Loran Smith’s feature column: Homer Harding

Published 4:24 pm Tuesday, December 12, 2023

It has been several seasons since I have pheasant hunted in South

Dakota, but I fully expect to return to the “Mount Rushmore State.” Have

my calendar marked for next fall.

What made me think of making October plans at this juncture on the

calendar is that I got an email in the last fortnight from a long time South

Dakota friend, Homer Harding. Harding and his friend, George Mickelson,

introduced me to South Dakota hospitality and pheasant hunting. I have

never experienced a greater combination of experiences.

In his note, Homer allowed his hunting days are over. “I’m 98 now,”

he wrote. I hunted with him for years with him getting his limit in his early

years as a nonagenarian.

He walked the South Dakota grainfields as fluidly as a teenager

strolling down the street. When the day ended, he was eager for a steak

dinner, a couple of Rob Roy’s, and good conversation.

 

The way I met Homer came about through a friendship with a Coca-

Cola executive, Bill Schermerhorn, who was friends with the governor of

South Dakota, George Mickelson. The governor had a great affinity for golf

 

and arranged for tickets to the Masters via his relationship with Georgia

governor, Zell Miller.

I hosted Mickelson’s party while they were in Augusta and a warm

friendship ensued with the governor and his state treasurer who was

Homer Harding.

There were trips to Pierre, the capital city, where the governor and

Homer arranged pheasant hunts. At the end of one trip, we wound up

having dinner at the governor’s mansion after which the governor’s wife,

hosted a small Georgia party at a new museum a few blocks away.

While we were at the museum, the governor and Homer cleaned the

pheasant we had killed which we brought home with us. I remember

another trip when we showed up at a local steak house for dinner. There

must have been 20 or more diners-to-be who were awaiting seating. The

proprietor immediately went into a scramble to bring about VIP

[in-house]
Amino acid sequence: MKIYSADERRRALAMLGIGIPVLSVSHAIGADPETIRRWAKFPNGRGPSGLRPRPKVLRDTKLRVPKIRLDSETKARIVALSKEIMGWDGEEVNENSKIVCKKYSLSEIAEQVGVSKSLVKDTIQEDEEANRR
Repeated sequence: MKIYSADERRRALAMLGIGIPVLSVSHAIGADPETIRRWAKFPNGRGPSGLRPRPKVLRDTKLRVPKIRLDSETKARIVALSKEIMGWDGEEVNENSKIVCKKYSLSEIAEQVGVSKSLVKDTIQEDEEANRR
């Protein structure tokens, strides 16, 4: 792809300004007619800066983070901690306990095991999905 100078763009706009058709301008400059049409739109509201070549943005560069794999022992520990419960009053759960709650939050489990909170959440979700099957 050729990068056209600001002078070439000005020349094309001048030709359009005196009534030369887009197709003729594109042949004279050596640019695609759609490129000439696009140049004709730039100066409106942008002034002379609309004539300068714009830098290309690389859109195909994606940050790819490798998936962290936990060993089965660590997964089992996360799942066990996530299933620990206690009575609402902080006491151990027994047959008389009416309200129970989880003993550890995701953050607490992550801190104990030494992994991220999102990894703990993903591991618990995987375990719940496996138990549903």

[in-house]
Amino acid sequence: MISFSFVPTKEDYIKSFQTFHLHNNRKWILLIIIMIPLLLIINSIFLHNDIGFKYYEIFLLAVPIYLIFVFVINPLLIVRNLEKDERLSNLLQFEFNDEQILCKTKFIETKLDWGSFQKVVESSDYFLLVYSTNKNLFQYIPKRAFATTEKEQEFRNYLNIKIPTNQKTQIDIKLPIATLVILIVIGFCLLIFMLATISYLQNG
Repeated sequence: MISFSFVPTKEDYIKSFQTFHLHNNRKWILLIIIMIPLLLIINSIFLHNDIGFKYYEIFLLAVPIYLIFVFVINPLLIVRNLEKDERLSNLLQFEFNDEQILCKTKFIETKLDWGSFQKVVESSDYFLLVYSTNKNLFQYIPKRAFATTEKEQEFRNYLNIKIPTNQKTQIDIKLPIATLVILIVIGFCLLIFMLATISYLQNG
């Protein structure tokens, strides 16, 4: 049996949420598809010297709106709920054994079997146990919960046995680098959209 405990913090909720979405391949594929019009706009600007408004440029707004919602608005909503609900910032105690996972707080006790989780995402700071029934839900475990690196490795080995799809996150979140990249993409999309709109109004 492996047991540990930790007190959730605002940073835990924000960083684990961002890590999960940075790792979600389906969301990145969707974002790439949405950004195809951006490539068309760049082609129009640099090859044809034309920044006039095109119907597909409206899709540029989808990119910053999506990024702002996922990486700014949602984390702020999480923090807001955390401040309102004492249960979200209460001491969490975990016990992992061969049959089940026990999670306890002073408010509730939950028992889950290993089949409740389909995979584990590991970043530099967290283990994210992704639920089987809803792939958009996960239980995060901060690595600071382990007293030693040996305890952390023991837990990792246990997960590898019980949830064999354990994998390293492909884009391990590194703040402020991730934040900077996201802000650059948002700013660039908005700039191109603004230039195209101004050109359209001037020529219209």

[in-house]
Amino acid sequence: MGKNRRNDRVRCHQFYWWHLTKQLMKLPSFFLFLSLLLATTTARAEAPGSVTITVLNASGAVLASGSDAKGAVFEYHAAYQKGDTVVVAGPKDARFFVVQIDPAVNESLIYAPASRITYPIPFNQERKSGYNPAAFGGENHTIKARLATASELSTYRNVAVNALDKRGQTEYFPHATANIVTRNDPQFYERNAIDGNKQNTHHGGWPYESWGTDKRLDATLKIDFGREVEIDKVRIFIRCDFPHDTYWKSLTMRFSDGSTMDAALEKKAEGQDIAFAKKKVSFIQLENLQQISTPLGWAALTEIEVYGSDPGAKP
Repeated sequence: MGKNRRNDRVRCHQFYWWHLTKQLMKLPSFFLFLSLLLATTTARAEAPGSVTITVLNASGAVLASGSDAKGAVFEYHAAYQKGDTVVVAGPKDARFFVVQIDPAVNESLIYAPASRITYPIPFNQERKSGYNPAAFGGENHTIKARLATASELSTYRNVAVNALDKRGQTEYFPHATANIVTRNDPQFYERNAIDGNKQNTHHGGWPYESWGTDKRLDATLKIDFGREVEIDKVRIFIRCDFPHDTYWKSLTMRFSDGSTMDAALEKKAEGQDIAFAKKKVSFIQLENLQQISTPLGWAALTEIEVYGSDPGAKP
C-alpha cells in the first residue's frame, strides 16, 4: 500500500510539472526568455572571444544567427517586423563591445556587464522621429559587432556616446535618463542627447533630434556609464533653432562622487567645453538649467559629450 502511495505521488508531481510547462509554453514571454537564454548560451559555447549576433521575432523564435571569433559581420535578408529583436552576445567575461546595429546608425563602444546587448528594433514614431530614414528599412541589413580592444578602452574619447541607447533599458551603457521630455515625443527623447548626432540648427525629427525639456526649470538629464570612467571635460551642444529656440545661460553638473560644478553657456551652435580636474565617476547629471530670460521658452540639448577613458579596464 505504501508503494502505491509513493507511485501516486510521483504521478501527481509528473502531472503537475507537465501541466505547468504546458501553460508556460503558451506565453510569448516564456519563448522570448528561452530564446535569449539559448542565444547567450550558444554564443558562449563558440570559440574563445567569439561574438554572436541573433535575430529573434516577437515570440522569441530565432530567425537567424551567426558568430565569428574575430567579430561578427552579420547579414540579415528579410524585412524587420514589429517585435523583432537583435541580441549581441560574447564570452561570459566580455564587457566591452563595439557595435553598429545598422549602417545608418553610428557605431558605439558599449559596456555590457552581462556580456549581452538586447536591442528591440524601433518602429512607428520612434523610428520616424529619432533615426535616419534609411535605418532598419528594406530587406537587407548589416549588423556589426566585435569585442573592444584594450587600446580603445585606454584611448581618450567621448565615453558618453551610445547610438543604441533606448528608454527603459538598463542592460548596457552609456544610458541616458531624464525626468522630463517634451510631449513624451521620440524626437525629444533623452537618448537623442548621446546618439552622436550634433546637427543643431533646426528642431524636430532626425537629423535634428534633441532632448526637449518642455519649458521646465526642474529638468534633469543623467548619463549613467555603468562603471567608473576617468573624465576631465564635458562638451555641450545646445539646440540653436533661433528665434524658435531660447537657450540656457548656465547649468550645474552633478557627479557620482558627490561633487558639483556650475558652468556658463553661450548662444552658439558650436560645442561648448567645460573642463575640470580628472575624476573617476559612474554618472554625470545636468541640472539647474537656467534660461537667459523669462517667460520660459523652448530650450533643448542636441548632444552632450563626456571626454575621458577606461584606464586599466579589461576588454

arrangements, but Mickelson would not allow that to take place. We went

elsewhere.

 

When the governor attended the Masters, he stayed at a budget

motel. When I told him we could get him an upgrade, he said. “That is not

a problem. We only need a place to shower and change clothes.” I

 

wanted to move to South Dakota so I could become eligible to vote for him.

Made me wish all politicians were like that.

Tragically, Mickelson was killed in a plane crash, a heartbreaking

circumstance for all his friends. After that, I kept returning to South Dakota

to hunt with Homer always going by for a moment of silence at the

memorial to the late governor.

 

Initially, it was hard to hunt without regret since we all knew that we

had lost a close friend with the governor’s death, but as Homer said, “He

would want us to carry on.”

Killing a cock pheasant in South Dakota ranks with the best of

outdoor experiences. The landscape is different, but its uniqueness is

captivating. Prairies, the Missouri River which Lewis and Clark (and

Sacagawea), traversed, the “Badlands,” and Mount Rushmore—all

secondary to walking the fields in pursuit of bringing down a pheasant for

supper.

You walk the fields, knowing that ahead of you is a beautiful bird

which is cagey and extraordinarily alert. Pheasant are so cunning that you

can walk past them as they hunker down into the corn and grain stalks,

poised to blast up and away.

 

The cock pheasant is the most beautiful of birds. I have several

mounts on the wall of my den, each connected with the heart-warming

memory of a morning or afternoon hunt in the most uplifting of outdoor

settings.

South Dakota was the 40 th state admitted to the union which came

about on Nov. 1, 1889. Not sure what a survey would reveal, but I think

most non-residents are most aware of Mount Rushmore and pheasant

hunting when asked about this state named for the Sioux native Americans.

The people of the state are hearty and generous. They enjoy the

outdoors and are proud to welcome visitors every year to hunt their farms

and ranches amid the most welcoming of hospitality. I miss those trips to

South Dakota, and I still miss my friend the late governor.